Alberta’s energy regulator has asked the Supreme Court of Canada to review a ruling that could allow energy companies to walk away from cleaning up abandoned oil wells and affect industrial sites across the country.
In documents filed Tuesday, the regulator formally applied to the top court for leave to appeal the so-called Redwater decision.
In May 2016, an Alberta Queen’s Bench judge ruled in favour of the bankruptcy trustee of Redwater Energy Corp. The court ruled the sale of assets from bankrupt energy companies should go first to creditors, not to cleaning up the mess from the company’s operations.
“The decision’s resulted in unacceptable risks to Albertans and it presents an environmental risk across Canada to all industrial sectors,” said Ryan Bartlett, spokesman for the Alberta Energy Regulator.
The Redwater Energy Corp trustee and its lender, ATB Financial, wanted to sell off the company’s remaining producing wells to pay creditors. They argued a bankruptcy trustee is free to pick and choose from among the company’s assets and disclaim unproductive oil and gas wells.
Disclaimed wells would be abandoned and left to the Orphan Well Association, an industry-funded and government-backed group, to clean up.
Watch below: On Jan. 10, 2017, Tom Vernon filed this report about Alberta’s oil sector pitching a plan to use tax dollars to get people back to work while also dealing with a growing problem: thousands of unused oil wells in Alberta.
The regulator argued money from the sale of the productive wells must be used to cover cleanup expenses for the unproductive wells.
But in a 2-1 decision released in April, Alberta’s Appeal Court backed the original judge, saying federal bankruptcy law takes precedence over provincial environmental rules.
Bartlett said that position creates an incentive for producers to offload the costs of cleaning up old, declining wells — especially since the drop in oil prices over the last couple years has increased the number of bankruptcies in the oilpatch.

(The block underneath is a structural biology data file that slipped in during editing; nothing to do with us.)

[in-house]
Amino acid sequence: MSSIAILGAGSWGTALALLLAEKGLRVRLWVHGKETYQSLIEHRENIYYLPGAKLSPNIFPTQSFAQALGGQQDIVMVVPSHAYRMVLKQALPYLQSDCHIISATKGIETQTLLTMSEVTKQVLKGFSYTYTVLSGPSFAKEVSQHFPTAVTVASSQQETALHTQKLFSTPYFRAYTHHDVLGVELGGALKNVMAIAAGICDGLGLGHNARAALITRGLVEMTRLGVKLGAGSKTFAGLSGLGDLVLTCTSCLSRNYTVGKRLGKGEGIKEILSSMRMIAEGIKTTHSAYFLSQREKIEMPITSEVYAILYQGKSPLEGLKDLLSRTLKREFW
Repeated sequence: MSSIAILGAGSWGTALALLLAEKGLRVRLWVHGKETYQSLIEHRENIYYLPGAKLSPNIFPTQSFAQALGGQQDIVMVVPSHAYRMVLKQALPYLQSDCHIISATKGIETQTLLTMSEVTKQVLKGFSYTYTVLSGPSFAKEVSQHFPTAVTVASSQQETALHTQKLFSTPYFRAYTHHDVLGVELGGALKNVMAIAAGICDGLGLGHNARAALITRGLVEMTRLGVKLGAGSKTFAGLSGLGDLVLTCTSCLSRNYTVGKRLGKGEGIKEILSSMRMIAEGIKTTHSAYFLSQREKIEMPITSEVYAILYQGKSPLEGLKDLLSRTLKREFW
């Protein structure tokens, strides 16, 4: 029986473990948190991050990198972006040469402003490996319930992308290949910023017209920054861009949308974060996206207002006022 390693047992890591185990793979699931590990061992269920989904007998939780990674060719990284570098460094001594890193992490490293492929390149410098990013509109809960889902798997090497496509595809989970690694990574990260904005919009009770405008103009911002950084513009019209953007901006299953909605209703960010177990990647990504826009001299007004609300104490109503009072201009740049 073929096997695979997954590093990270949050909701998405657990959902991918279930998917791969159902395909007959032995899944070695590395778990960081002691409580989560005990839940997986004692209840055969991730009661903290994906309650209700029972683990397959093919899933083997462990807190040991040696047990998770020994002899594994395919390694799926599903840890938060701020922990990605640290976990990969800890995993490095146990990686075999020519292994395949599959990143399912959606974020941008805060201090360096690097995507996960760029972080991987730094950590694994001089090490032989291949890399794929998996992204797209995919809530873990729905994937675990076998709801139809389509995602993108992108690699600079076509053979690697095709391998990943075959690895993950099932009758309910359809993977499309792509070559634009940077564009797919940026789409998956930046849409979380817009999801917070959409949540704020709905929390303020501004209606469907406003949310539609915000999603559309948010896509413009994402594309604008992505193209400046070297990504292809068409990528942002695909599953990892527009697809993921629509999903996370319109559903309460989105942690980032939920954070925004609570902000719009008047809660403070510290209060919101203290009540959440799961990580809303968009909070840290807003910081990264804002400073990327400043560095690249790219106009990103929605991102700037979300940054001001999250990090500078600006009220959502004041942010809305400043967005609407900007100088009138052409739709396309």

“Disclaiming unprofitable sites allows companies to reap the benefits of natural resources while avoiding the costs to repair the land,” he said. “It can permanently impair the environment, the economy and safety of Albertans.”
Legal experts have also pointed out the case exposes a conflict between federal and provincial law.
“The practical effect of this decision is that the (regulator’s) authority to enforce abandonment orders at the cost of the licensee is unenforceable at precisely the time when the (regulator) most needs to be able to exercise that power — i.e. when the licensee is insolvent,” Nigel Bankes, chairman of resource law at the University of Calgary, wrote in an Alberta law blog.
“The entire provincial scheme for protecting Albertans from the abandonment costs in relation to non-productive wells is seriously compromised.”
The case is being watched across Canada. Both British Columbia and Saskatchewan have backed the regulator’s request for an appeal. The Farmers’ Advocate Office and Dene Tha’ First Nation also support it.
The regulator said that since the Redwater decision came down, about 1,000 sites have been disclaimed with estimated liabilities of more than $56 million. The Orphan Well Association’s inventory has more than doubled from almost 1,200 to more than 3,200.
In May, the growing backlog of abandoned wells prompted the Alberta government to loan the association $235 million to hasten their clean-up.